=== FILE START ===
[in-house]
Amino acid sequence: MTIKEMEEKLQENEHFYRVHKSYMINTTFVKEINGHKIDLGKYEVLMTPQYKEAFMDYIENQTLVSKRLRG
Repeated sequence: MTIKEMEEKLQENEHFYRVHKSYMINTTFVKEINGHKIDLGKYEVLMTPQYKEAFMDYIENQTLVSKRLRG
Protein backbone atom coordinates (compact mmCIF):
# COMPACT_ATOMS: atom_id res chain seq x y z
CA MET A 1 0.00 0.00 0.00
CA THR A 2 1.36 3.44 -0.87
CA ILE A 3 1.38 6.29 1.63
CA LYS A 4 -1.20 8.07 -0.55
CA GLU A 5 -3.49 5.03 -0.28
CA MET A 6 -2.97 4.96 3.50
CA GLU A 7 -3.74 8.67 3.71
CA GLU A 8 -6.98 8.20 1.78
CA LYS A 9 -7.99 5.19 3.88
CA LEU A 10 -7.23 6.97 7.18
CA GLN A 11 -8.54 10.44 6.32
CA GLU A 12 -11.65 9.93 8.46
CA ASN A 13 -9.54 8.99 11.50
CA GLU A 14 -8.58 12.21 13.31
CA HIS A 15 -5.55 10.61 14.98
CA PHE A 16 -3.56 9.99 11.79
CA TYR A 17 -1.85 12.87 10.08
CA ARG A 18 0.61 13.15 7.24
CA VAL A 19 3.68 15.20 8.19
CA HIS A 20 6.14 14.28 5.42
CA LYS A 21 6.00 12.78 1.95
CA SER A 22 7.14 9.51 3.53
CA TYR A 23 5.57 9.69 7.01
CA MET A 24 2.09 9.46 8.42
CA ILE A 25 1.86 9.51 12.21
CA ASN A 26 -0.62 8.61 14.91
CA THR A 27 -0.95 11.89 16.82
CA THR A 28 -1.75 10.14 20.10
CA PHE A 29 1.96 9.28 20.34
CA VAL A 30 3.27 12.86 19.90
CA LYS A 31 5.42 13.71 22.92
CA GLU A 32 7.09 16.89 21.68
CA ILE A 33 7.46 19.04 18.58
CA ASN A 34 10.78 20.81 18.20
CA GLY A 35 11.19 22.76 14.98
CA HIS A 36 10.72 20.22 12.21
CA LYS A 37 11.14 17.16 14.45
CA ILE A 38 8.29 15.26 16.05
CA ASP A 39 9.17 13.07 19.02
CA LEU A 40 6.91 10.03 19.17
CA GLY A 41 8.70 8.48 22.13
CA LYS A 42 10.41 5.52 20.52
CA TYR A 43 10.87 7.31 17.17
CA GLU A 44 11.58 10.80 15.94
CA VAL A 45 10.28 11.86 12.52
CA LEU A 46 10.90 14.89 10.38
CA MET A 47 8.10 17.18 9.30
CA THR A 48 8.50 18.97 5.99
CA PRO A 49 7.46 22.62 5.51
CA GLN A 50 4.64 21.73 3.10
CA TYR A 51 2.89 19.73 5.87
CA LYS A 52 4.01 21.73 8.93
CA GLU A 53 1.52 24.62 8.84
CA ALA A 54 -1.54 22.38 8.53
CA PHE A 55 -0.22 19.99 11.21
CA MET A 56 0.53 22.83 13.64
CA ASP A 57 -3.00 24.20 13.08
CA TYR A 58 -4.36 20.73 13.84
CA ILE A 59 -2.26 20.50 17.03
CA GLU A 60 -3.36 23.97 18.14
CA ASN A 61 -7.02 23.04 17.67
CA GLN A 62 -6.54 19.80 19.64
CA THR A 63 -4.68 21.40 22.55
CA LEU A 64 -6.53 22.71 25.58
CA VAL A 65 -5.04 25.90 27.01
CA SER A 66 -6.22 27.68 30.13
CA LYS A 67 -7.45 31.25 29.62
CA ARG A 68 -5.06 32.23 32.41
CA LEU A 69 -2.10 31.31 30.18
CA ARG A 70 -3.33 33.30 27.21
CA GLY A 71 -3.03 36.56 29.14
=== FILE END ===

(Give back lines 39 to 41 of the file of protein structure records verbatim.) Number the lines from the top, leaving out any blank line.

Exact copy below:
CA ASN A 34 10.78 20.81 18.20
CA GLY A 35 11.19 22.76 14.98
CA HIS A 36 10.72 20.22 12.21